Continuing dependence on debt highlights the great ‘strategic silence’ at the heart of the contemporary political economy of the UK.

Household debt is the strategic silence in contemporary policy debates about the state of the UK economy. We know that households across the income and socio-economic spectrum are dependent on debt: in 2014, households with average incomes, families with children and people in full-time work are those with most risks associated with indebtedness.  Debt has become a panacea to ease the chronic maladies of the UK economy.  From the squeezed-middle to the urban poor, many households rely on debt to maintain a standard-of-living that would otherwise be unavailable without access to easy credit.

Over a period of six months we investigated non-state and non-market sites of debt resilience in the UK and, in doing so, observed the new everyday political economy of indebtedness. We found that civil society organisations seek to fill the policy void created by government inaction by generating meaningful data on household debt and engaging directly with households, as well as community groups, to articulate a wider politics of debt.  In this way, civil society groups make visible the many ways households create the UK’s debt economy.

One key finding was how UK households take on ever more debt to replace the lack of government services and provisions for households.  Debt is now the main safety-net for households to cope with unexpected events or emergency, primarily job loss, because debt is the only available resource to get through difficult times.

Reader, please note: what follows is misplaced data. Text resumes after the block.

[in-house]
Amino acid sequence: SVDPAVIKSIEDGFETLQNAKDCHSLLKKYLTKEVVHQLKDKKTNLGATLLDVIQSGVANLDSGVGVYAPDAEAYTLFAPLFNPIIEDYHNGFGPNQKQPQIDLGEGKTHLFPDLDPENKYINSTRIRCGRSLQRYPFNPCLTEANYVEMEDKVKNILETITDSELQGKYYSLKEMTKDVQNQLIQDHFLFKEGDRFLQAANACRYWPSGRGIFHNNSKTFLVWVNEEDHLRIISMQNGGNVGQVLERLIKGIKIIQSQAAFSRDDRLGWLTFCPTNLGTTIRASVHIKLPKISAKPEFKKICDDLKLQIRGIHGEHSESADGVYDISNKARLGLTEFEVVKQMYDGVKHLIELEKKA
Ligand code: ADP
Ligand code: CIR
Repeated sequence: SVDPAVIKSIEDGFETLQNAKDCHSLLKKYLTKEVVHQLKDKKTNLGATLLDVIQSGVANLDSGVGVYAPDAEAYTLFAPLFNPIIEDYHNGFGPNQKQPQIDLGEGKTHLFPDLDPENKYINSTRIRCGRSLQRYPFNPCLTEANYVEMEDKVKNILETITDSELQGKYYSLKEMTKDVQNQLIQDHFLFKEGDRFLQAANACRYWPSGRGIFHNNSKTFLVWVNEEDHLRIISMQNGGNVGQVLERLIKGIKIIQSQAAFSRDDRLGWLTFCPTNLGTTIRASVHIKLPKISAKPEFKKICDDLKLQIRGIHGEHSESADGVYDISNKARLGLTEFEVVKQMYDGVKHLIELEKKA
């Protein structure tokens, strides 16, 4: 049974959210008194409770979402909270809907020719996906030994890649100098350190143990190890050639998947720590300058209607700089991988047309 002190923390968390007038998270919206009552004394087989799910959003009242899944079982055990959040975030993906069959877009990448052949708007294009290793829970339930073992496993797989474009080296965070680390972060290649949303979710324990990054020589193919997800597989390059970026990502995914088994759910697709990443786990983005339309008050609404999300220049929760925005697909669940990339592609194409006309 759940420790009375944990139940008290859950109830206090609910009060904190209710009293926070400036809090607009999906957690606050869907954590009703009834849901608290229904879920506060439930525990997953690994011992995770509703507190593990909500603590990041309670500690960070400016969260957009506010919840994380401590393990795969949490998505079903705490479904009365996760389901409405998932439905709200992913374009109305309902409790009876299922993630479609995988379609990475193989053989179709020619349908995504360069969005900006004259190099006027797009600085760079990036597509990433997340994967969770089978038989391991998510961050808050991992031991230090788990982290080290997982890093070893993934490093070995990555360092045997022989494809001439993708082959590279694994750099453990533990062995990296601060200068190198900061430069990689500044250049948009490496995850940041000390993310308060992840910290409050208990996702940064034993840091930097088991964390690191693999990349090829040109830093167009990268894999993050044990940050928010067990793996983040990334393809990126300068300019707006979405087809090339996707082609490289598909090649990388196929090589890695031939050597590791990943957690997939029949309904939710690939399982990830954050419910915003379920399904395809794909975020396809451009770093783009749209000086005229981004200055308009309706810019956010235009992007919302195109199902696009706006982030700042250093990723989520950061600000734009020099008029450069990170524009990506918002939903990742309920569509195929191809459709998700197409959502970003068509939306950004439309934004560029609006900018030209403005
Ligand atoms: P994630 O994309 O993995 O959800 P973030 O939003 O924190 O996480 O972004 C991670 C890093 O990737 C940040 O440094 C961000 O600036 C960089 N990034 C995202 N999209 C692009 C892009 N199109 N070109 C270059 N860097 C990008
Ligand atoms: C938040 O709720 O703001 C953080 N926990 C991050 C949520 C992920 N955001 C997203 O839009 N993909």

Households at the lower end of the income distribution rely most heavily on private debt to replace public welfare.  Reliance on the debt safety-net is not necessarily a universal experience; it is the already disadvantaged – the people the welfare state aims to protect – that are worst hit.  Women with dependent children, those experiencing family breakdown, and the sick or disabled are much more likely to be over-indebted.  These conclusions are supported further by in-depth community-based research in Teeside and Newham; this shows again and again that poor households in deprived areas take on more debt to survive.

It is only slightly different for the ‘squeezed middle’ who are leveraged to the hilt.  Successive UK governments promoted home-ownership as a form of welfare.  In practice, it means homeowners take on ever higher levels of mortgage debt in order to buy a house, hoping that it will provide wealth gains now and in 30-years’ time that will lessen their dependence on government investment and services.  In just under 25 years, the national average house price has increased 336%, while the stock of outstanding mortgage debt increased 781%!

For middle-income households, ‘Your house is your pension’ as mortgage debt in effect comes to replace public spending on pensions.  Home equity release, like UK Lifetime Mortgages or Home for Life Plans, targets older and/or retired homeowners with financial products that allow them to borrow against the value of their home.  Also, the self-employed rely on personal debt and housing equity, not business loans, to run their businesses. In addition, households with children increasingly borrow to pay what is called the ‘catchment area premium’ – getting a house with access to good state-schools.